Ebola outbreak: Experimental vaccinations to begin

Experimental vaccinations
3 min read

Health workers in the Democratic Republic of Congo have embarked on an immunisation campaign in an attempt to halt the current spread of the deadly Ebola virus.The experimental vaccine proved effective when used in limited trials during the epidemic which struck West Africa in 2014-16. Health workers will be among the first to receive the vaccine on Monday.

During the current outbreak at least 45 cases of Ebola have been reported, including three health workers. While the outbreak was initially centered around a rural area, the virus has since spread to the north-western city of Mbandaka, a major transport hub on the River Congo, where at least four cases have been confirmed. This has sparked fears that the outbreak could reach the capital, Kinshasa, as well as neighbouring countries.

However, following the 1st meeting of the Emergency Committee convened by the WHO Director-General under the International Health Regulations regarding the Ebola Virus Disease (EVD) outbreak on 18 May 2018, it was the view of the Committee that the conditions for a Public Health Emergency of International Concern (PHEIC) have not currently been met.

After discussion and deliberation on the information provided, the Committee concluded these key challenges:

The Ebola outbreak in the Democratic Republic of the Congo has several characteristics that are of particular concern: the risk of more rapid spread given that Ebola has now spread to an urban area; that there are several outbreaks in remote and hard to reach areas; that health care staff have been infected, which may be a risk for further amplification.
The risk of international spread is particularly high since the city of Mbandaka is in proximity to the Congo river, which has significant regional traffic across porous borders.
There are huge logistical challenges given the poor infrastructure and remote location of most cases currently reported; these factors affect surveillance, case detection and confirmation, contact tracing, and access to vaccines and therapeutics.

However, the Committee also noted the following:

The response by the government of the Democratic Republic of the Congo, WHO and partners has been rapid and comprehensive.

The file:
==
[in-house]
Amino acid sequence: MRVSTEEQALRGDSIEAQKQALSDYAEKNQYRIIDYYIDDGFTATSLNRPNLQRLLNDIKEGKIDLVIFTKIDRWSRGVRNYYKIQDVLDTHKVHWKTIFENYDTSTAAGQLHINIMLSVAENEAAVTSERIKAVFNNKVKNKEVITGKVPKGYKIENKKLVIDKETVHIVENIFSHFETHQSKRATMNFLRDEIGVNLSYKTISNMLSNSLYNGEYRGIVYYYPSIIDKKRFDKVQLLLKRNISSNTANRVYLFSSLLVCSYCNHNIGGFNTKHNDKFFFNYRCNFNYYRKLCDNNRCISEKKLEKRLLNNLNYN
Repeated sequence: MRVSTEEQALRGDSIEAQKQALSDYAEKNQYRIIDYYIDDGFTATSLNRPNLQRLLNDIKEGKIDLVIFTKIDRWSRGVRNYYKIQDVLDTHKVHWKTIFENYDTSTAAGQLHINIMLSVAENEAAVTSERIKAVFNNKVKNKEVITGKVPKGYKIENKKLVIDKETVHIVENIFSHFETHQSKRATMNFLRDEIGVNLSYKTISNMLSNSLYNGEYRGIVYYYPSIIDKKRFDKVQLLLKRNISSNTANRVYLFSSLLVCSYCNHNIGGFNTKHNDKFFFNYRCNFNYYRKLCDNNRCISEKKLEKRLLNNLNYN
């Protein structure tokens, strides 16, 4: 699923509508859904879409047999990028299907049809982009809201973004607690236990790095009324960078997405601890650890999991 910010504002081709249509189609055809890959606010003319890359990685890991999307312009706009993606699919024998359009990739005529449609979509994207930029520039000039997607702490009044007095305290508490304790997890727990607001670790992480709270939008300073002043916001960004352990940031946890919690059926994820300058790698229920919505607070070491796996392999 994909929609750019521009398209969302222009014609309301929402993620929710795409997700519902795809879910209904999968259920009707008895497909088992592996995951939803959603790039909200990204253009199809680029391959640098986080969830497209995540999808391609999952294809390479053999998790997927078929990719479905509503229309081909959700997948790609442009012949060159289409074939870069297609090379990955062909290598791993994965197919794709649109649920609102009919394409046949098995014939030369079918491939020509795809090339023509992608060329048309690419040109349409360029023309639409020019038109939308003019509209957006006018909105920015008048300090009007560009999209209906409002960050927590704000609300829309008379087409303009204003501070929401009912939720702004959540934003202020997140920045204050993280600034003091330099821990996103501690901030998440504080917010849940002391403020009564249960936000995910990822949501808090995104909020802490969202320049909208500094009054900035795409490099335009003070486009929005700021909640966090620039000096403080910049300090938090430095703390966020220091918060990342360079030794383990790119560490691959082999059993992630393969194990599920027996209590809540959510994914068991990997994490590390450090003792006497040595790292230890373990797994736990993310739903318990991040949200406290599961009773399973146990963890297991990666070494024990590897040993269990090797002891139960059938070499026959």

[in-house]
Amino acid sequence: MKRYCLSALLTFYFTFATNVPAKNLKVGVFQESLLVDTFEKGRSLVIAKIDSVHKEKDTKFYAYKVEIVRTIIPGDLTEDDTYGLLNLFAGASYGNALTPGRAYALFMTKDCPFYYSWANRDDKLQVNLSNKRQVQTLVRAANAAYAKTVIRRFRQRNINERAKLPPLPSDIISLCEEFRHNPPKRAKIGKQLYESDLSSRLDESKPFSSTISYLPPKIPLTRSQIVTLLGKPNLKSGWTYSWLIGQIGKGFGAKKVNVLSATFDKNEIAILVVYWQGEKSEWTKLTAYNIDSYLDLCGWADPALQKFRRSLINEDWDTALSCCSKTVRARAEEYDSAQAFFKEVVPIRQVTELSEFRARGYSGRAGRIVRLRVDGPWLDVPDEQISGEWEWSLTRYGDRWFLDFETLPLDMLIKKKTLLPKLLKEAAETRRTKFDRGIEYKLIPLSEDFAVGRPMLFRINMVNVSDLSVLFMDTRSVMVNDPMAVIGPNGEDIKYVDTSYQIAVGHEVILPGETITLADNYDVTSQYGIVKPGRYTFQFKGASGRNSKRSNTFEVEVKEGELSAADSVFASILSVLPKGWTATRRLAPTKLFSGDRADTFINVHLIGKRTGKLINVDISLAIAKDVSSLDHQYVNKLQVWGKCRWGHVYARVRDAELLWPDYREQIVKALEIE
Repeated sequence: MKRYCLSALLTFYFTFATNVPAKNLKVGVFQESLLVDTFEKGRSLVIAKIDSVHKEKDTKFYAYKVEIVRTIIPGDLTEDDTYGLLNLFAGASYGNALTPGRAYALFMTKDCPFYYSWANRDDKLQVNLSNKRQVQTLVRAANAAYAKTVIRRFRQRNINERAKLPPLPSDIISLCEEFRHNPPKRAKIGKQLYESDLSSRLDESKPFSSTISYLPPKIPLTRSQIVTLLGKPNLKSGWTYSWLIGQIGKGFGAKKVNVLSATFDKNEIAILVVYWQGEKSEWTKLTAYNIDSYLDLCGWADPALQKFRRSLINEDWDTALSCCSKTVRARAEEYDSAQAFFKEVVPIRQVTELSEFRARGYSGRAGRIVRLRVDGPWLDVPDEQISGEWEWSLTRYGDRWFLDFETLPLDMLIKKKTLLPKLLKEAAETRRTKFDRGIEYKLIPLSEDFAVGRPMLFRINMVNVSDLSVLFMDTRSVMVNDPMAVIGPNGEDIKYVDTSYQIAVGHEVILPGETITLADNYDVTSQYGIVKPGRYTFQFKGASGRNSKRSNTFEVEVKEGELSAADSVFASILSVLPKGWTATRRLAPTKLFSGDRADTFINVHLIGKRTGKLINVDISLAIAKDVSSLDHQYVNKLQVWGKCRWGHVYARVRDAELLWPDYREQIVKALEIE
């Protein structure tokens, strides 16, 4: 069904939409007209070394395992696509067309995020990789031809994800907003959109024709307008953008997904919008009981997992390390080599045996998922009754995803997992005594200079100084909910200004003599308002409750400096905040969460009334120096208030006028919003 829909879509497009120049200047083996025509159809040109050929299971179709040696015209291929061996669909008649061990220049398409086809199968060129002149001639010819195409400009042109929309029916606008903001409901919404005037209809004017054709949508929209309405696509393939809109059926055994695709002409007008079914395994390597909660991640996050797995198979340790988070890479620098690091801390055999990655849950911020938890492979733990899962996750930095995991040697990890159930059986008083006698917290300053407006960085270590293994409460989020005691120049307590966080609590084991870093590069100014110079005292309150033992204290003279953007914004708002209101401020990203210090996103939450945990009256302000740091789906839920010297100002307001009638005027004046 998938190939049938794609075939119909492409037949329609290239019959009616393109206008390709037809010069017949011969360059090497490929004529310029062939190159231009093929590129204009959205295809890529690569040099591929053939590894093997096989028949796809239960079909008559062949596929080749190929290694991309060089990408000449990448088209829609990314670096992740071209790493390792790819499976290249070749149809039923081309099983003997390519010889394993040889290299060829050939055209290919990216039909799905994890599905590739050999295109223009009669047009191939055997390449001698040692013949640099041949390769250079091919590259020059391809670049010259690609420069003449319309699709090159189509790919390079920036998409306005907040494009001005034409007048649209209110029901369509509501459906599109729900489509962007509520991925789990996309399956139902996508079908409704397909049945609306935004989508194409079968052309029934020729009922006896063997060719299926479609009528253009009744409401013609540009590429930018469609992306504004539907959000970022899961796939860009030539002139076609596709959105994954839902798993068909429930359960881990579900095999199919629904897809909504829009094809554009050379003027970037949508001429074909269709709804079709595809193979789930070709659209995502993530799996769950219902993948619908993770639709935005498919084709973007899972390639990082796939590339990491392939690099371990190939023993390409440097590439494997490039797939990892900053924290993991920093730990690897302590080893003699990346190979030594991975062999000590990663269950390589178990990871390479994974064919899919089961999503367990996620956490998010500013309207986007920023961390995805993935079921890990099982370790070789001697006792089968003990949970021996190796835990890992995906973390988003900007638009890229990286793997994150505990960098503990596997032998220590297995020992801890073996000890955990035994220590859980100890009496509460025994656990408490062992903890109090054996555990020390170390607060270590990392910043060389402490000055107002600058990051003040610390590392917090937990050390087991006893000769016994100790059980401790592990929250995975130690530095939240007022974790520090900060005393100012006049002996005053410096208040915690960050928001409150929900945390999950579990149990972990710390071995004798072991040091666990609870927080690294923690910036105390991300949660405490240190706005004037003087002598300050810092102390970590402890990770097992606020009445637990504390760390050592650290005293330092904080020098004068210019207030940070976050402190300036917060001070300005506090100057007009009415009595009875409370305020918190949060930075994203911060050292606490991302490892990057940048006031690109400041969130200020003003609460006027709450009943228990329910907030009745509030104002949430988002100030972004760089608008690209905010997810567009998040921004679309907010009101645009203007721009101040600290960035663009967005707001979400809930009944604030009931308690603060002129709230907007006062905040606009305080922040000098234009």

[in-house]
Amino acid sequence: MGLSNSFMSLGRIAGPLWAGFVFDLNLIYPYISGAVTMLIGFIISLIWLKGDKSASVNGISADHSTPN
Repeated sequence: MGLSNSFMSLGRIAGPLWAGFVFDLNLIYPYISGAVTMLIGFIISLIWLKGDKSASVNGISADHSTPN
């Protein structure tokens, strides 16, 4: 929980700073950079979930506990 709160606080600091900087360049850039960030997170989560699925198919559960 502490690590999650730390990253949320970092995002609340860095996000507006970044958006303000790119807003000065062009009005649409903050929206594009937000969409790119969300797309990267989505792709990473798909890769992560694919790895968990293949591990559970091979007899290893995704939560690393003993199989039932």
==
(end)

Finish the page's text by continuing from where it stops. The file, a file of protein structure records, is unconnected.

Interventions underway provide strong reason to believe that the outbreak can be brought under control, including: enhanced surveillance, establishment of case management facilities, deployment of mobile laboratories, expanded engagement of community leaders, establishment of an airbridge, and other planned interventions.
In addition, the advanced preparations for use of the investigational vaccine provide further cause for optimism for control

The Emergency Committee, while noting that the conditions for a PHEIC are not currently met, issued Public Health Advice as follows:

Government of the Democratic Republic of the Congo, WHO, and partners remain engaged in a vigorous response – without this, the situation is likely to deteriorate significantly. This response should be supported by the entire international community.
Global solidarity among the scientific community is critical and international data should be shared freely and regularly.
It is particularly important there should be no international travel or trade restrictions.
Neighbouring countries should strengthen preparedness and surveillance.
During the response, safety and security of staff should be ensured, and protection of responders and national and international staff should prioritised.
Exit screening, including at airports and ports on the Congo river, is considered to be of great importance; however entry screening, particularly in distant airports, is not considered to be of any public health or cost-benefit value.
Robust risk communication (with real-time data), social mobilisation, and community engagement are needed for a well-coordinated response and so that those affected understand what protection measures are being recommended;
If the outbreak expands significantly, or if there is international spread, the Emergency Committee will be reconvened.
The Committee emphasized the importance of continued support by WHO and other national and international partners towards the effective implementation and monitoring of this advice.

Based on this advice, the reports made by the affected States Parties, and the currently available information, the Director-General accepted the Committee’s assessment and on 18 May 2018 did not declare the Ebola outbreak in the Democratic Republic of the Congo a Public Health Emergency of International Concern (PHEIC). In light of the advice of the Emergency Committee, WHO advises against the application of any travel or trade restrictions.